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**Introduction to Limits**

11.1 Introduction to Limits Copyright © Cengage Learning. All rights reserved.

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**What You Should Learn Understand the limit concept.**

Use the definition of a limit to estimate limits. Determine whether limits of functions exist. Use properties of limits and direct substitution to evaluate limits.

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Definition of Limit

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Definition of Limit

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**Example 2 – Estimating a Limit Numerically**

Use a table to estimate the limit numerically Solution: Let f (x) = 3x – 2. Then construct a table that shows values of f (x) for two sets of x-values—one set that approaches 2 from the left and one that approaches 2 from the right.

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Example 2 – Solution cont’d From the table, it appears that the closer x gets to 2, the closer f (x) gets to 4. So, you can estimate the limit to be 4. Figure 11.2 adds further support to this conclusion. Figure 11.2

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**Limits That Fail to Exist**

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**Example 6 – Comparing Left and Right Behavior**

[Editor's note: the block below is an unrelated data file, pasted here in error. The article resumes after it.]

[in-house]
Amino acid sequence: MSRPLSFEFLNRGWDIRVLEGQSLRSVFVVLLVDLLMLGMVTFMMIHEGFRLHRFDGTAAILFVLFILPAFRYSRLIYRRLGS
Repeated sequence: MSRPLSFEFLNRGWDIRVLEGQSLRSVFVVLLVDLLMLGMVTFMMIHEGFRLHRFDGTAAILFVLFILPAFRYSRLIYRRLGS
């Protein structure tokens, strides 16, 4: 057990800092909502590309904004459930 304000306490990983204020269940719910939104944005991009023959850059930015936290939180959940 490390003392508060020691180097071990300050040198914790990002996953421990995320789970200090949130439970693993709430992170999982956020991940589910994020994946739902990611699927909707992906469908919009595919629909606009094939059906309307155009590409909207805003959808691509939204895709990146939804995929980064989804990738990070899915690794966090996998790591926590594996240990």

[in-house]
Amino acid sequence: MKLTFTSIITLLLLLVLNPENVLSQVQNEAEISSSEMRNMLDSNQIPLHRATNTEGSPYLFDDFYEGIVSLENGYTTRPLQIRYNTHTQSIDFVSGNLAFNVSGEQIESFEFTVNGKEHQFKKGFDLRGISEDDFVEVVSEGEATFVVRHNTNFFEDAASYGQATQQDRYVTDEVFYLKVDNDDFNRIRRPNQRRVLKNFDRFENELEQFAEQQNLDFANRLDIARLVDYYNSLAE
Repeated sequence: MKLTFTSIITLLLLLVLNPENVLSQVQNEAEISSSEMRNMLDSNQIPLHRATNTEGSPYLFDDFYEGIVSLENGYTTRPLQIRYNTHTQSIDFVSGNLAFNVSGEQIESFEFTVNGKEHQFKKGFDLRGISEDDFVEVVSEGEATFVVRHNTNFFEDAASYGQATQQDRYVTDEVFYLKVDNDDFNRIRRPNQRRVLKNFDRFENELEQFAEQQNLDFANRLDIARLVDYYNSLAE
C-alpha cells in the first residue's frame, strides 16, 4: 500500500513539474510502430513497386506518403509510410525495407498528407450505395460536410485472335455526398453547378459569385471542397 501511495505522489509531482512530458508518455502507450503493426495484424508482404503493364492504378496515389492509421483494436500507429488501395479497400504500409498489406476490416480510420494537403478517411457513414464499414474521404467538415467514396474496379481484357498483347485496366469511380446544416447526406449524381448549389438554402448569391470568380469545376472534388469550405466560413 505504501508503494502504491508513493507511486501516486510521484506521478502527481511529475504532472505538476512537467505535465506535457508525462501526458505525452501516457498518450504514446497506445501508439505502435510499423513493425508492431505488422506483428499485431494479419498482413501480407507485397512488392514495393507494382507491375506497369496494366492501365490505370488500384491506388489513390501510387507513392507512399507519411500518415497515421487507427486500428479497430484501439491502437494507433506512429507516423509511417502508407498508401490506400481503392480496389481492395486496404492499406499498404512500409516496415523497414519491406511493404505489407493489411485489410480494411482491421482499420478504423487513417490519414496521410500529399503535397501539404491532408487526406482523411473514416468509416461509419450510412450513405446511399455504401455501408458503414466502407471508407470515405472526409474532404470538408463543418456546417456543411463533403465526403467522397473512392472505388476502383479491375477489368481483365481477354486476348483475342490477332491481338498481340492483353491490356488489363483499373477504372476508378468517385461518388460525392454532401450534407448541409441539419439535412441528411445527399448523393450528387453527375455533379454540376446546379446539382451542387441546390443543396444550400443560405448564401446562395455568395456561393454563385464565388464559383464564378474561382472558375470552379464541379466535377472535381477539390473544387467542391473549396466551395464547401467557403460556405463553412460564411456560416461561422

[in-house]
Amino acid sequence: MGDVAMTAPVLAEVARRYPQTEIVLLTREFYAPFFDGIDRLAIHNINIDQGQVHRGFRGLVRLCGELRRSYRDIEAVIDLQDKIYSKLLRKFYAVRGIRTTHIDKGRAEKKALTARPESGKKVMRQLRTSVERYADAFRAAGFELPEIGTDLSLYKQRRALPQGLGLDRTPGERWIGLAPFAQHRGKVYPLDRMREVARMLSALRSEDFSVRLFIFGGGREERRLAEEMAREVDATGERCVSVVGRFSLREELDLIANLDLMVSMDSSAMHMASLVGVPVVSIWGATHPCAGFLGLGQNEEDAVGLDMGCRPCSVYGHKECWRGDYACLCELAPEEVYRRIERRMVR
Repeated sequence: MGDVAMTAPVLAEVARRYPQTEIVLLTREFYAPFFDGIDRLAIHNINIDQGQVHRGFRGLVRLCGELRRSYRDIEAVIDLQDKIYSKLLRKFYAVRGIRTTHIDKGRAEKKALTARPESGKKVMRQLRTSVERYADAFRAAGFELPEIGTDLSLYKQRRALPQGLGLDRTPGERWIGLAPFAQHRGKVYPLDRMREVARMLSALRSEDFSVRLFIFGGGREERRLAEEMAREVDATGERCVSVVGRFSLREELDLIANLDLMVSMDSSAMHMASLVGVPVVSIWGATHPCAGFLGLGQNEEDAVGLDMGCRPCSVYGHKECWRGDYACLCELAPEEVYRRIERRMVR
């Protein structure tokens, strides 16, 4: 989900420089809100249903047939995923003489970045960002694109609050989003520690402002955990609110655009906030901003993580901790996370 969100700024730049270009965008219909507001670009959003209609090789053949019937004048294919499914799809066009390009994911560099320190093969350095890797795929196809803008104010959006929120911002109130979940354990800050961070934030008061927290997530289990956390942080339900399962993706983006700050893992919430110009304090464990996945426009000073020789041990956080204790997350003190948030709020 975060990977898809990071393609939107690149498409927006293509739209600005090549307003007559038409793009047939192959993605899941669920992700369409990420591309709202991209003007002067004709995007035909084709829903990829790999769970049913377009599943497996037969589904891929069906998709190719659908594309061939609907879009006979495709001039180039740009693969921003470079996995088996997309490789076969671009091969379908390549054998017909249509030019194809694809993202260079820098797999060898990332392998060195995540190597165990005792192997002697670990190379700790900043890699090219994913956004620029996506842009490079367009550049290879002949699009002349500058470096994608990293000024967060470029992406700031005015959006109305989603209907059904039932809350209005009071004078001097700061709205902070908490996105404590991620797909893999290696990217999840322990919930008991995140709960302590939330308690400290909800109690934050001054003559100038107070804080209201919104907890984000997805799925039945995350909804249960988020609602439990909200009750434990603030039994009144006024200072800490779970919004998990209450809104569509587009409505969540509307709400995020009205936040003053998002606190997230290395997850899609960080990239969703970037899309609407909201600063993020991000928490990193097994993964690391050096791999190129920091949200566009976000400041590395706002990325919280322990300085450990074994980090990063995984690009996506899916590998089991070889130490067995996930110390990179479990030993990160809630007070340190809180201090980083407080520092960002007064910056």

Show that the limit does not exist. Solution: Consider the graph of the function given by f (x) = | x | /x. In Figure 11.7, you can see that for positive x-values and for negative x-values Figure 11.7

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Example 6 – Solution cont’d This means that no matter how close x gets to 0, there will be both positive and negative x-values that yield f (x) = 1 and f (x) = –1. This implies that the limit does not exist.

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**Limits That Fail to Exist**

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**Properties of Limits and Direct Substitution**

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**Properties of Limits and Direct Substitution**

You have seen that sometimes the limit of f (x) as x → c is simply f (c). In such cases, it is said that the limit can be evaluated by direct substitution. That is, There are many “well-behaved” functions, such as polynomial functions and rational functions with nonzero denominators, that have this property. Substitute c for x.

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**Properties of Limits and Direct Substitution**

Some of the basic ones are included in the following list.

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**Properties of Limits and Direct Substitution**

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**Example 9 – Direct Substitution and Properties of Limits**

Scalar Multiple Property Quotient Property Direct Substitution Product Property

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**Example 9 – Direct Substitution and Properties of Limits**

cont’d Sum and Power Properties

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**Properties of Limits and Direct Substitution**

The results of using direct substitution to evaluate limits of polynomial and rational functions are summarized as follows.

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